False Alarm on Code Orange Ozone Alert for Charlotte and Triangle areas

The ozone alert predicted for Thursday, September 3 did not reach Code Orange levels as predicted by the Division of Air Quality in the N.C. Department of Environment and Natural Resources.

Ozone levels in the Charlotte and Triangle metropolitan areas were predicted to reach a level that can be unhealthy for sensitive groups such as children and older adults, people who work or exercise outdoors, people with heart conditions, and those who have asthma, bronchitis, emphysema and other respiratory ailments. Eight-hour ozone levels on Thursday registered well below the threshold for a Code Orange.

The reason? Air quality forecasts, like rain predictions, sometimes differ from actual conditions, primarily due to changing weather conditions. Looked at in more detail, the forecast predicted an Air Quality Index (or AQI) of 101, or just barely Code Orange, which applies when the index ranges from 101 to 150. The weather on Thursday was cloudier than expected in the Triangle, and overnight thunderstorms helped cleanse the air of pollutants. In the Charlotte area, wind likely led to lower measured levels of ozone.

How do we determine air quality forecasts?

DAQ meteorologists issue the air quality forecasts around 3 p.m. daily based on current readings from air quality monitors around the state and predicted weather patterns for the following day. A forecast that calls for elevated ozone levels, such as Codes Orange or Red, would be likely when air monitors are showing high concentrations on a given day and the weather forecast is calling for hot, sunny, calm and dry conditions the following day.

On Wednesday afternoon, when DAQ issued its Code Orange forecast for Thursday, ozone levels were approaching the Code Orange range in both the Triangle and Charlotte areas. The weather forecast for Thursday predicted sunny skies, light winds and temperatures in the mid-90s – ideal conditions for ozone formation. However, thunderstorms rolled through the Triangle on Wednesday night, and cloudiness persisted in the area during much of Thursday. Changing weather patterns in both metropolitan areas resulted in concentrations below Code Orange levels.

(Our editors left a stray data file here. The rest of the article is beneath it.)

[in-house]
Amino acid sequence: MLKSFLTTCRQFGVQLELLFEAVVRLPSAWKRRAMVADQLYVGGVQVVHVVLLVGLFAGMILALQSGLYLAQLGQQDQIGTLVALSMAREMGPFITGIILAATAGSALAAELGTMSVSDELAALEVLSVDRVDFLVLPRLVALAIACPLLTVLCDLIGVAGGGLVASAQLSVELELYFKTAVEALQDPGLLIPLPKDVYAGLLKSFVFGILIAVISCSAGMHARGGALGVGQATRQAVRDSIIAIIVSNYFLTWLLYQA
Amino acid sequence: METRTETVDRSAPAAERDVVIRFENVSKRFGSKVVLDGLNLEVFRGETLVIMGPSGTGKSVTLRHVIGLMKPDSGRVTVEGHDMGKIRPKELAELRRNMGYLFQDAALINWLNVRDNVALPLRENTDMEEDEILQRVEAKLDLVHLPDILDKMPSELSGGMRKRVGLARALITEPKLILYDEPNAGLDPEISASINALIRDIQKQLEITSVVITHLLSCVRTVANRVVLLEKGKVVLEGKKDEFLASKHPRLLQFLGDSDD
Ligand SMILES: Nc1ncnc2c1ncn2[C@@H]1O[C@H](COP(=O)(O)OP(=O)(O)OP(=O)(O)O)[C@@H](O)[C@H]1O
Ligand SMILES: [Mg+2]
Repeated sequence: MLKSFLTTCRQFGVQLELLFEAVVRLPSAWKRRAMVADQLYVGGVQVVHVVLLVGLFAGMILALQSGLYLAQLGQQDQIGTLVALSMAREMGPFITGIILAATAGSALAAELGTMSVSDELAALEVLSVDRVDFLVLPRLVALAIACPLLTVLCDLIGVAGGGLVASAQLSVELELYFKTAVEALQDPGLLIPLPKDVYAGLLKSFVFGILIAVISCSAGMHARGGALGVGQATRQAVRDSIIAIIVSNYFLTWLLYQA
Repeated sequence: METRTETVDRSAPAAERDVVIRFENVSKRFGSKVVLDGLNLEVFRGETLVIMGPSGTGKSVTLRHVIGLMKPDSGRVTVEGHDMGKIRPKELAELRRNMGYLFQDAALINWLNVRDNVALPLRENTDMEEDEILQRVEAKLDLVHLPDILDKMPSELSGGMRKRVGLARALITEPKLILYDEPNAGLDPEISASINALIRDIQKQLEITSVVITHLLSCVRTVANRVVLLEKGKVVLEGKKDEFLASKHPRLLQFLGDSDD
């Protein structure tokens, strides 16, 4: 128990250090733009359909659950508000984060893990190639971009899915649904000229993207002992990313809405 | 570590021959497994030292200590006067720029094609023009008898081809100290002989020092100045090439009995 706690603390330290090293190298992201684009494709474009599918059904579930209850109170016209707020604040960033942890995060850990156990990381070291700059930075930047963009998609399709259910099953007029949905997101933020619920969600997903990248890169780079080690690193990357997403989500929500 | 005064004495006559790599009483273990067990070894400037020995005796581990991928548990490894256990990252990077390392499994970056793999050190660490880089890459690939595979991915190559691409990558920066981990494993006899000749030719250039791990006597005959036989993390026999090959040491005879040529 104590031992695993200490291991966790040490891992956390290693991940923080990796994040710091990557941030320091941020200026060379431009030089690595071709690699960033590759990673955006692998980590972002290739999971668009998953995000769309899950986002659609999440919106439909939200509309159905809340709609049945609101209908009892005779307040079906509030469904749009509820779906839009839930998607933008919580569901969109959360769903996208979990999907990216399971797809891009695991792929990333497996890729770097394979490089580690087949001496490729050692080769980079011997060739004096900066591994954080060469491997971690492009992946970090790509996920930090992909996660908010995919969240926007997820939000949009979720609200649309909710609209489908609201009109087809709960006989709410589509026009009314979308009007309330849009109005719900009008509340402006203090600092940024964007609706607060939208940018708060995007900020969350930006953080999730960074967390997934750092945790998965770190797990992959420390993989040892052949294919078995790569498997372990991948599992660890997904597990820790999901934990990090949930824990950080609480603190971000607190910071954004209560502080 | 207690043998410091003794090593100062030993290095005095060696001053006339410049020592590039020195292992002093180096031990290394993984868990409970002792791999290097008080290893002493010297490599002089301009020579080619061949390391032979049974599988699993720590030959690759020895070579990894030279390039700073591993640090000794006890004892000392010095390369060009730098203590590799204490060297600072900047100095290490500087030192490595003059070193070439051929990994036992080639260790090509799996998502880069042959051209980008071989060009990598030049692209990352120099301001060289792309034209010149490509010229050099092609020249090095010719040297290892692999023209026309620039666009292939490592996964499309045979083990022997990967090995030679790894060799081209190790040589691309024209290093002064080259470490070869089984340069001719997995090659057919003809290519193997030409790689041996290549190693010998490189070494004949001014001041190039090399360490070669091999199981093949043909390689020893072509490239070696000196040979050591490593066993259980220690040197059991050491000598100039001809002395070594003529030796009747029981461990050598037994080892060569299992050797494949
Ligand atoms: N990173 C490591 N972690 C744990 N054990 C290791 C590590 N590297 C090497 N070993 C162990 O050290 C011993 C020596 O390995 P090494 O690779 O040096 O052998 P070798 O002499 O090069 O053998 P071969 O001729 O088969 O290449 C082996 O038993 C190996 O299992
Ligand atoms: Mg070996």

North Carolina’s air quality accomplishments

North Carolinians are breathing cleaner air today than at any time since the Clean Air Act was enacted in 1970. The state has reduced itstoxic air pollutant emissions by more than 80 percent during the past 15 years, and has reduced carbon dioxide emissions by more than 20 percent since 2005. For the first time in almost two decades – despite stricter standards and a growing population – the entire state meetsall federal air-quality standards. In July 2015, the Environmental Protection Agency officially recognized that all areas of North Carolina are in compliance with the 2008 federal air quality standard for ozone, a milestone capping years of improvements in air quality.Ozone levels have exceeded the standard on only two days so far in 2015, zero days in 2014 and one day in 2013. The number of high ozone days has averaged 14 days per year during the past five years and 28 days per year during the past decade. The highest number of days exceeding the ozone level was 111 days in 1999.

Protecting public health

DAQ tends to err on the side of caution when issuing air forecasts. If air quality models are predicting ozone levels that straddle the Yellow-Orange line, DAQ tends to go with the more conservative forecast, or Code Orange, because the main purpose of our air quality forecasts is to help people protect their health. DENR will continue to post daily air quality forecasts on the DAQ website at https://xapps.ncdenr.org/aq/ForecastCenter . Staff members in the DAQ encourage sensitive groups to check the air quality forecast daily.

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